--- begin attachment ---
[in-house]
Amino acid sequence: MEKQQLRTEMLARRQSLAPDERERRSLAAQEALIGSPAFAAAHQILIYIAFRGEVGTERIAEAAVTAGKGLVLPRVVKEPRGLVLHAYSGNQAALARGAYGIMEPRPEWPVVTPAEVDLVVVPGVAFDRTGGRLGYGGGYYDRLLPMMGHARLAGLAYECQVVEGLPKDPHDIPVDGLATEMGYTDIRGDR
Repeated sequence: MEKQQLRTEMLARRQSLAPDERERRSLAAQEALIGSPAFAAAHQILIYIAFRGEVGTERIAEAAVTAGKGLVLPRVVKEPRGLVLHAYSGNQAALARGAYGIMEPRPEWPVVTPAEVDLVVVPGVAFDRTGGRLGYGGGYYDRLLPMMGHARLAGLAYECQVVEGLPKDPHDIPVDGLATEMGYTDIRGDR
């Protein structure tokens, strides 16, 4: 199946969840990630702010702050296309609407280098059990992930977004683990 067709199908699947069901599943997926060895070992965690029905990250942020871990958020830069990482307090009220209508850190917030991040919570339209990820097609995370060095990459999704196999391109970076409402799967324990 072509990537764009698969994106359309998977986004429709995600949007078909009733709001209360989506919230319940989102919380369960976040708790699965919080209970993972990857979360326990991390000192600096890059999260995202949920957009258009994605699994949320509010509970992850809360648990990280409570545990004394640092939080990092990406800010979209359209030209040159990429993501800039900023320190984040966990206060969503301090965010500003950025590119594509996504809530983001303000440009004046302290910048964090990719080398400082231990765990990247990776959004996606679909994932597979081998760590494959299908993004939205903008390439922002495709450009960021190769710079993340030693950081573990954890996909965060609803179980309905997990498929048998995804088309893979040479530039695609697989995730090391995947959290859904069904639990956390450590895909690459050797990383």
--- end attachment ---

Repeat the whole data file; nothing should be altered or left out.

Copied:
[in-house]
Amino acid sequence: MEKQQLRTEMLARRQSLAPDERERRSLAAQEALIGSPAFAAAHQILIYIAFRGEVGTERIAEAAVTAGKGLVLPRVVKEPRGLVLHAYSGNQAALARGAYGIMEPRPEWPVVTPAEVDLVVVPGVAFDRTGGRLGYGGGYYDRLLPMMGHARLAGLAYECQVVEGLPKDPHDIPVDGLATEMGYTDIRGDR
Repeated sequence: MEKQQLRTEMLARRQSLAPDERERRSLAAQEALIGSPAFAAAHQILIYIAFRGEVGTERIAEAAVTAGKGLVLPRVVKEPRGLVLHAYSGNQAALARGAYGIMEPRPEWPVVTPAEVDLVVVPGVAFDRTGGRLGYGGGYYDRLLPMMGHARLAGLAYECQVVEGLPKDPHDIPVDGLATEMGYTDIRGDR
């Protein structure tokens, strides 16, 4: 199946969840990630702010702050296309609407280098059990992930977004683990 067709199908699947069901599943997926060895070992965690029905990250942020871990958020830069990482307090009220209508850190917030991040919570339209990820097609995370060095990459999704196999391109970076409402799967324990 072509990537764009698969994106359309998977986004429709995600949007078909009733709001209360989506919230319940989102919380369960976040708790699965919080209970993972990857979360326990991390000192600096890059999260995202949920957009258009994605699994949320509010509970992850809360648990990280409570545990004394640092939080990092990406800010979209359209030209040159990429993501800039900023320190984040966990206060969503301090965010500003950025590119594509996504809530983001303000440009004046302290910048964090990719080398400082231990765990990247990776959004996606679909994932597979081998760590494959299908993004939205903008390439922002495709450009960021190769710079993340030693950081573990954890996909965060609803179980309905997990498929048998995804088309893979040479530039695609697989995730090391995947959290859904069904639990956390450590895909690459050797990383």